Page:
WW1 ARGUS ARCHIVE: 'Desperate' battle at Mons

British soldiers prepare to go into battle near Mons

British soldiers prepare to go into battle near Mons

First published in News
Last updated

British in France

4-day battle

The following statement has been communicated by the Secretary of State for War: Although the official dispatches from Sir John French on the recent battle have not yet been received, it is possible now to state in general outline what the British share in the recent operations has been.

There has been in effect four days’ battle on the 23rd, 24th, 25th and 26th August. During the whole of this period the British troops, in conformity with the general movement of the French armies, were occupied in resisting and checking the German advance and in withdrawing to the new line of defence. The battle began at Mons on Sunday, during which day and part of the night the Germans attack, which was stubbornly pressed and repeated, was completely checked on the British front.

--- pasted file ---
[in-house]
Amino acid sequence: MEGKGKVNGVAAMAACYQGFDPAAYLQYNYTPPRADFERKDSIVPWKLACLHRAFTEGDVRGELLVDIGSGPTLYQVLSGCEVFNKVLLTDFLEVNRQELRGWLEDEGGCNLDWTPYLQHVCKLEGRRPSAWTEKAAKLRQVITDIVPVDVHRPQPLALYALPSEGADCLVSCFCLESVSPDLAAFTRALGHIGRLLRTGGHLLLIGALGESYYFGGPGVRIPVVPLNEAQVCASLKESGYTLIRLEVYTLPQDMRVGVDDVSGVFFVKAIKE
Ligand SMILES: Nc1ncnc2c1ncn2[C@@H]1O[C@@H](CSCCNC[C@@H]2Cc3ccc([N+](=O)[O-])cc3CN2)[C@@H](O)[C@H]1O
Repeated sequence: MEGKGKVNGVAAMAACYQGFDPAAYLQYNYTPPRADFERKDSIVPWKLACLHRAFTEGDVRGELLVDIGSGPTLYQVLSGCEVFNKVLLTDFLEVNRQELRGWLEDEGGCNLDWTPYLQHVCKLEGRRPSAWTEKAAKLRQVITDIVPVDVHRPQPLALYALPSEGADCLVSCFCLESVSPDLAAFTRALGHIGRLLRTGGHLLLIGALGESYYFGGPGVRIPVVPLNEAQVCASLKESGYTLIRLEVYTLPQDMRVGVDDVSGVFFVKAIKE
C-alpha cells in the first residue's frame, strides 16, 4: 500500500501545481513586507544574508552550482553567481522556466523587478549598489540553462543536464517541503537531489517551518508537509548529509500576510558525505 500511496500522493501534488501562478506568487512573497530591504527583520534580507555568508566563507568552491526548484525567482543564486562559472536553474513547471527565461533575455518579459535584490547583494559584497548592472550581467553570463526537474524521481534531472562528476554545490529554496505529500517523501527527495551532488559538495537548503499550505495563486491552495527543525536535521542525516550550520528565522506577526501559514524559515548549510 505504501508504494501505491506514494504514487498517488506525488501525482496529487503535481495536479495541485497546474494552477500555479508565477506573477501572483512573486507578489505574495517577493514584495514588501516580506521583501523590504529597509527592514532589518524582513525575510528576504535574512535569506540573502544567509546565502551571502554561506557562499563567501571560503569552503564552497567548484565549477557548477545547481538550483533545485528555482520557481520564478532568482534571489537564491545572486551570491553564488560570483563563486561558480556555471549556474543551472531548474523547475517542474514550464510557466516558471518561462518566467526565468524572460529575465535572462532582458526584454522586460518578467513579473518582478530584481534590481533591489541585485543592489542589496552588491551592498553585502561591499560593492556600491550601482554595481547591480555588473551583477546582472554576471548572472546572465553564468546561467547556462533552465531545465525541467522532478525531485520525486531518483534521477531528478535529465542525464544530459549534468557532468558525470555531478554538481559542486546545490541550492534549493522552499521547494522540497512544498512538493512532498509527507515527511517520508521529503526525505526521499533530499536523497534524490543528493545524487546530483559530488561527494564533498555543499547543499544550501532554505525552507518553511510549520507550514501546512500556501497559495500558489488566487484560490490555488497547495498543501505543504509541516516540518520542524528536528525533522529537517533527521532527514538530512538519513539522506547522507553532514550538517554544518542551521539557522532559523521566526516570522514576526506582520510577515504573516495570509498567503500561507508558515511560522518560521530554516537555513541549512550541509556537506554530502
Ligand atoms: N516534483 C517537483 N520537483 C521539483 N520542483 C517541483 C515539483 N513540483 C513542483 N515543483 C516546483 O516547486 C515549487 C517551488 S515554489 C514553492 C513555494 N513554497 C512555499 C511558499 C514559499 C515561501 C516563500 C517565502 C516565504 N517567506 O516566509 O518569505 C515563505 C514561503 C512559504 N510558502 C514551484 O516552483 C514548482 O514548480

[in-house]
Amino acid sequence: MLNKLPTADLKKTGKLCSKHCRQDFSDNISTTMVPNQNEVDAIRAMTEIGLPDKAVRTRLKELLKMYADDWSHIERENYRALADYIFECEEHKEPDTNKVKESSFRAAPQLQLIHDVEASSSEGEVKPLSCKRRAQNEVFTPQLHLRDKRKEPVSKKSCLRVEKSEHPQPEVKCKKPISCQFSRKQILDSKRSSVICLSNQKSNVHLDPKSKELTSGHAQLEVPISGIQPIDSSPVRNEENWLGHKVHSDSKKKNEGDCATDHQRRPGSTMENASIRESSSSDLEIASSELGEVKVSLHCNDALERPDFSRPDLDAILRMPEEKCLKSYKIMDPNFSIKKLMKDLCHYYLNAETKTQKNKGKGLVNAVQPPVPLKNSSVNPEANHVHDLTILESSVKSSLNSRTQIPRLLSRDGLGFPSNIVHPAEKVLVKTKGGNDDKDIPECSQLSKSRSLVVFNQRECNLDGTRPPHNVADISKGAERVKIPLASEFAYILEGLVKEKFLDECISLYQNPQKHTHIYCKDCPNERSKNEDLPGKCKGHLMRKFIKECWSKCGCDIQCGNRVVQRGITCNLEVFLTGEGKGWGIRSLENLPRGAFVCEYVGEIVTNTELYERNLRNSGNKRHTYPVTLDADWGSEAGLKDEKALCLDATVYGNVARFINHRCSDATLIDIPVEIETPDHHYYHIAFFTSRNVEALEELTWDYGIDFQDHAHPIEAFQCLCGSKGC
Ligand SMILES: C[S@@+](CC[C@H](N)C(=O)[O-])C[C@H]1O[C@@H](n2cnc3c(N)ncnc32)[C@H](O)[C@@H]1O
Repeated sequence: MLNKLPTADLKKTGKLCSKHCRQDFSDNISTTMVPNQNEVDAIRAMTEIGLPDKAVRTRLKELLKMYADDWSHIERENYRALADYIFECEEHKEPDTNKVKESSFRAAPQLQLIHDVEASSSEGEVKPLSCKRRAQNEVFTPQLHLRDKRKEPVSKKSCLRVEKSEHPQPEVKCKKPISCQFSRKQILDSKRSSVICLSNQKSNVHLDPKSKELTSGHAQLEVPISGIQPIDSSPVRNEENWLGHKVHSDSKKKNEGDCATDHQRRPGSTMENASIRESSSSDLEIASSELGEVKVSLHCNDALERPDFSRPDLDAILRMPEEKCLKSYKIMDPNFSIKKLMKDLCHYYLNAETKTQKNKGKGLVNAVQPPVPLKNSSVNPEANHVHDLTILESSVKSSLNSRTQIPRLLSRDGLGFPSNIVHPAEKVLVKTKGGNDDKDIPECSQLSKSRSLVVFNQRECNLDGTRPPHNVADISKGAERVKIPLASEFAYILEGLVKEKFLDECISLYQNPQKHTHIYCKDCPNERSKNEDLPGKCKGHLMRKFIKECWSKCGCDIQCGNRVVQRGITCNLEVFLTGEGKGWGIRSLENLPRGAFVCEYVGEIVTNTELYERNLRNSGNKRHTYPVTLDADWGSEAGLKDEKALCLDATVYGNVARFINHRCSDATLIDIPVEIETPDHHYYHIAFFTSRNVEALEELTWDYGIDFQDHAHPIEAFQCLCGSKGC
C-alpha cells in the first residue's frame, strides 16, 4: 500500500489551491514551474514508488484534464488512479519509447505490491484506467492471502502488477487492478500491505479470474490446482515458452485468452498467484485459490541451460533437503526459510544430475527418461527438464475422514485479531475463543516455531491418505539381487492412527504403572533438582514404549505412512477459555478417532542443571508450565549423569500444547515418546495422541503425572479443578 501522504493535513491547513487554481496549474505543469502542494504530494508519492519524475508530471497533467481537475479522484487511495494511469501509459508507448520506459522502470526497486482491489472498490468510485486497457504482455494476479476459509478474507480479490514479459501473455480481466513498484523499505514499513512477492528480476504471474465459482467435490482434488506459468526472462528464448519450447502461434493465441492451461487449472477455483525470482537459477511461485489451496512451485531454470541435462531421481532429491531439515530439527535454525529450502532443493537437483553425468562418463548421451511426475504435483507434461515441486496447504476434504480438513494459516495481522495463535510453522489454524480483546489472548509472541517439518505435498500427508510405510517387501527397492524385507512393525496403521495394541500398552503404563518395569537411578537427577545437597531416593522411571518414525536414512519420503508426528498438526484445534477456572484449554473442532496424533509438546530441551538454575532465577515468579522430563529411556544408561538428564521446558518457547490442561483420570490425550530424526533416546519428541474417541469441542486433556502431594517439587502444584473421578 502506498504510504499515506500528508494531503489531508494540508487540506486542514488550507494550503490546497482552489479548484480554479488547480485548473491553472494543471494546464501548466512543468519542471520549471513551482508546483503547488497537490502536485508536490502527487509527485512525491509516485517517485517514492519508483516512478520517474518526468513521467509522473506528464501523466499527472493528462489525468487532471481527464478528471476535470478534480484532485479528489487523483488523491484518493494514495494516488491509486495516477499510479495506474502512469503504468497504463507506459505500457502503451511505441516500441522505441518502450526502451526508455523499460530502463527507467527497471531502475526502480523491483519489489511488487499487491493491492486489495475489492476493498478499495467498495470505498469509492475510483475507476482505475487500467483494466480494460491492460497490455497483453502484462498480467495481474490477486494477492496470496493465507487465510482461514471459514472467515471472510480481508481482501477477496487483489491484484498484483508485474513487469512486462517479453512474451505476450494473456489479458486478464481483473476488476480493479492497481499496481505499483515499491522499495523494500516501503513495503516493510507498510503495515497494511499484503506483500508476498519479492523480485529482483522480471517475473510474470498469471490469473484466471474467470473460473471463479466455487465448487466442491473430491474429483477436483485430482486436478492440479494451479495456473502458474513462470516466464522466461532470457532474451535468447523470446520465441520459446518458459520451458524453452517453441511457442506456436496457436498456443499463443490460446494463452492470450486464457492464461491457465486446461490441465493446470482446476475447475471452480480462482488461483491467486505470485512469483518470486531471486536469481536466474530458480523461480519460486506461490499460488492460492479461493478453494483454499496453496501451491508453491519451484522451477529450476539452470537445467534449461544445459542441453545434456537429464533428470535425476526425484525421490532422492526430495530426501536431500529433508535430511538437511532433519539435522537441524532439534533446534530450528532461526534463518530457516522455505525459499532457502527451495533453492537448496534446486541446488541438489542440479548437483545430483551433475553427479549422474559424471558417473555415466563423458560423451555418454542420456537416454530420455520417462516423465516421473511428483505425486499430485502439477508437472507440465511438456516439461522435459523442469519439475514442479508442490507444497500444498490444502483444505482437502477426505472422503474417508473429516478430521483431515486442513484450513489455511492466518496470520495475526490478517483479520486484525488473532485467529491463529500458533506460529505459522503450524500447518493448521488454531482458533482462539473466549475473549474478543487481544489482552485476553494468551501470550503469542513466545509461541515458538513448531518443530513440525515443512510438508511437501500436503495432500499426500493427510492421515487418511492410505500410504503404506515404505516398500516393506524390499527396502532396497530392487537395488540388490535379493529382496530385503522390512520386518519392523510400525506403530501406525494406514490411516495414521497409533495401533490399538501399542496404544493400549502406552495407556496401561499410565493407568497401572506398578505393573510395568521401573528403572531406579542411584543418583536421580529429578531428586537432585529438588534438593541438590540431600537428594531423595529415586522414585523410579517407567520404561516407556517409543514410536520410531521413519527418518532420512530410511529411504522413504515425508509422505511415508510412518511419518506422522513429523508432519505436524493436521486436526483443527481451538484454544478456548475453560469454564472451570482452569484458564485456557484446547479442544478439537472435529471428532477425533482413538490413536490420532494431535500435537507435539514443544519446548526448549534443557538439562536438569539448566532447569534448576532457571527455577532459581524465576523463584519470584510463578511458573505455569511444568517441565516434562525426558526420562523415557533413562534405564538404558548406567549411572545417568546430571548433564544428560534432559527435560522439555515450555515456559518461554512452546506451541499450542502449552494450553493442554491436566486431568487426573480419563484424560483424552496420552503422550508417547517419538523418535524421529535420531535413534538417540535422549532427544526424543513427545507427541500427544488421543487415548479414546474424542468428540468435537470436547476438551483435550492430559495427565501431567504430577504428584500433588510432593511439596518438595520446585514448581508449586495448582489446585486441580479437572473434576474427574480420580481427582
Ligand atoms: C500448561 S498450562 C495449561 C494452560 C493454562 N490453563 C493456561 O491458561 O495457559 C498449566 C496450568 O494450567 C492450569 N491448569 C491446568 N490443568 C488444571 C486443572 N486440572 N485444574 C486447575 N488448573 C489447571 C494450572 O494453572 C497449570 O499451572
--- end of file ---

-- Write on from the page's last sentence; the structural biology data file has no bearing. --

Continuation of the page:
On 24th August the Germans made vigorous efforts in superior numbers to prevent the safe withdrawal of the British army and to drive it into the fortress of Maubeuge. This effort was frustrated by the steadiness and skill with which the British retirement was conducted and, as on the previous day, heavy losses, far in excess of any suffered by us, were inflicted on the enemy, who in dense formation marched forward again and yet again to storm the British lines. The British retirement proceeded on the 25th with continuous fighting, though not on the scale of the previous two days, and by the night of the 26th British army occupied the line Cambrai-Landrecies- Le Cateau.

The battle of this day, the 26th was of the most severe and desperate character. The troops offered a superb and most stubborn resistance to the tremendous odds with which they were confronted and at length extricated themselves in good order, though with serious losses and under the heaviest artillery fire.

Sir John French estimates that during the whole of these operations the losses amount to 5,000 or 6,000 men, but on the other hand the German losses in their attacks across the open and through the dense formations are out of all proportion to those which we have suffered.

Today the news is favourable. The British have not been engaged but the French armies, acting vigorously on their right and left, have for the time being brought the Germans to a standstill.

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